It costs a lot of money to get to Bhutan. You've got to get to Bangkok or someplace in India, and then catch the Druk Air flight into Paro, currently Bhutan's only airport (and Druk Air is the only airline). Then there's the $250 a day tourist tax, which isn't really a tax but rather the minimum you can spend while there.
Headline news: I can save you thousands of dollars and jet-lag. You can just go to El Paso, Texas instead. Okay, you think, that's kind of like going to see New York and the pyramids and Paris and Venice clustered next to each other in Vegas. Besides, what the heck does El Paso have to do with the last Shangri-La?
All kinds of interesting facts about Bhutan turned up in my research as I wrote Radio Shangri-La, which is a travel memoir about how, in the throes of disenchantment with my work in public radio here in the U.S., I went to Bhutan to help start a radio station. But probably the most curious and wonderful is the connection between this border town in the U.S. and the kingdom of Bhutan.
Well it has to do with this issue of National Geographic from April 1914:
Long before the vast, wonderful interconnectedness and lightning-speed of the Internet, a National Geographic subscriber named Kathleen Worrell in El Paso read the first-ever dispatch from the Kingdom, which was published in National Geographic in 1914. Written and photographed by a British political officer named John Claude White, this nearly 100-page travelogue was based on his trip several years earlier, which included being the only Westerner present at the coronation of Bhutan's first king.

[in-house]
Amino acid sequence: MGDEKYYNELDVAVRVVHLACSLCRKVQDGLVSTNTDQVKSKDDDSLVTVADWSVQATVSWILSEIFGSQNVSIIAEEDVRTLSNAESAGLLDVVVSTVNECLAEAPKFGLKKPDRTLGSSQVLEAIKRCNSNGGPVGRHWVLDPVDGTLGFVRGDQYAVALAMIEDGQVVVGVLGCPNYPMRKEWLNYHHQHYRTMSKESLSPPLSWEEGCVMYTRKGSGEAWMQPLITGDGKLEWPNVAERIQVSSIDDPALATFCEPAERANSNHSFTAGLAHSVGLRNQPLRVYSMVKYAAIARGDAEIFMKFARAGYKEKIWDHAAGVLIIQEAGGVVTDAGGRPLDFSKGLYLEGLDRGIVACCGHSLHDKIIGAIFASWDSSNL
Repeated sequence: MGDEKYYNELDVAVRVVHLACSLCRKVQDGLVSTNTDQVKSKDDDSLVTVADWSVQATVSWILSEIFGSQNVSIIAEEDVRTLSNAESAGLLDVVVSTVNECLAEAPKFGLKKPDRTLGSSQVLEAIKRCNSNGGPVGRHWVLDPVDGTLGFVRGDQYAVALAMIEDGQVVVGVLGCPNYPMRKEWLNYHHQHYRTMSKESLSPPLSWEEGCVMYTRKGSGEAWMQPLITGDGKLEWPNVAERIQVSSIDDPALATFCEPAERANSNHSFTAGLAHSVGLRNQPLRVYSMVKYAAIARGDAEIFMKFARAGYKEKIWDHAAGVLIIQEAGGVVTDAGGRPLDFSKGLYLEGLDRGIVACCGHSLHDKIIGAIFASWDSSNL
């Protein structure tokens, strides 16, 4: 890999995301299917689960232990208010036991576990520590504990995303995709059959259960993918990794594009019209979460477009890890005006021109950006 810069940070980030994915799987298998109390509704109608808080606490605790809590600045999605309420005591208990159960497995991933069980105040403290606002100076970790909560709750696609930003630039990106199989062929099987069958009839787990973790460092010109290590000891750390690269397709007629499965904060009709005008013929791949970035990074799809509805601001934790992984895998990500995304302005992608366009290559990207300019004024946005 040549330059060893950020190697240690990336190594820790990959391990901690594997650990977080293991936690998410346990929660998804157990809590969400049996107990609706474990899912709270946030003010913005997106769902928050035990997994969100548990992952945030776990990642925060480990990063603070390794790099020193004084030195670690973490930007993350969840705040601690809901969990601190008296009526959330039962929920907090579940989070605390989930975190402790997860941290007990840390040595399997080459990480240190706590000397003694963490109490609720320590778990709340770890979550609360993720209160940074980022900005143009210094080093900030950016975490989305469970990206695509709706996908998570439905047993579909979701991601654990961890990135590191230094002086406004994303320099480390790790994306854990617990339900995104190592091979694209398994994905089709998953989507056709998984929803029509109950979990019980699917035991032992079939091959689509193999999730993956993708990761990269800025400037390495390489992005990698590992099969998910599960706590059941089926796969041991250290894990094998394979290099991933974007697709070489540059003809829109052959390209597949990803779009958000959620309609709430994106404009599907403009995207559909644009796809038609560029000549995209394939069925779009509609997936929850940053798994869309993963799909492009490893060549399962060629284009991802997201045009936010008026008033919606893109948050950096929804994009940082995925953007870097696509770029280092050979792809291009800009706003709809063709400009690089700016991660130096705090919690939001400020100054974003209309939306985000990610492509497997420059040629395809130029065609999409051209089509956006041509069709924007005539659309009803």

I won't give away the whole story here, but let's just say that Mrs. Worrell's fascination with Bhutan as described and shown by Mr. White (whom she never met) gave way to this: from 1917 on through to today, every single building on the campus of the school now known as the University of Texas El Paso is built to evoke the Himalayan Kingdom. (Everything but the football and basketball stadiums, that is.)
Here's a picture of the majestic administration building at UTEP, alongside a picture of a dzong (government and monastic headquarters) after which the school's buildings are modeled. (This dzong happens to be in the capital city of Thimphu and this photo was taken on the day the Constitution of Bhutan was signed.)
Dzong government and monastic headquarters
University of Texas El Paso administration building
There are artifacts aplenty around campus, too, from authentic Buddhist thongdrels (embroidered enormous scrolls), to archery bows and arrows, and prayer flags. Now there is a growing number of Bhutanese students, too.
How UTEP got to look this way is an amazing part of the story of Bhutan, which is a part (but only a part) of what's in my book, Radio Shangri-La.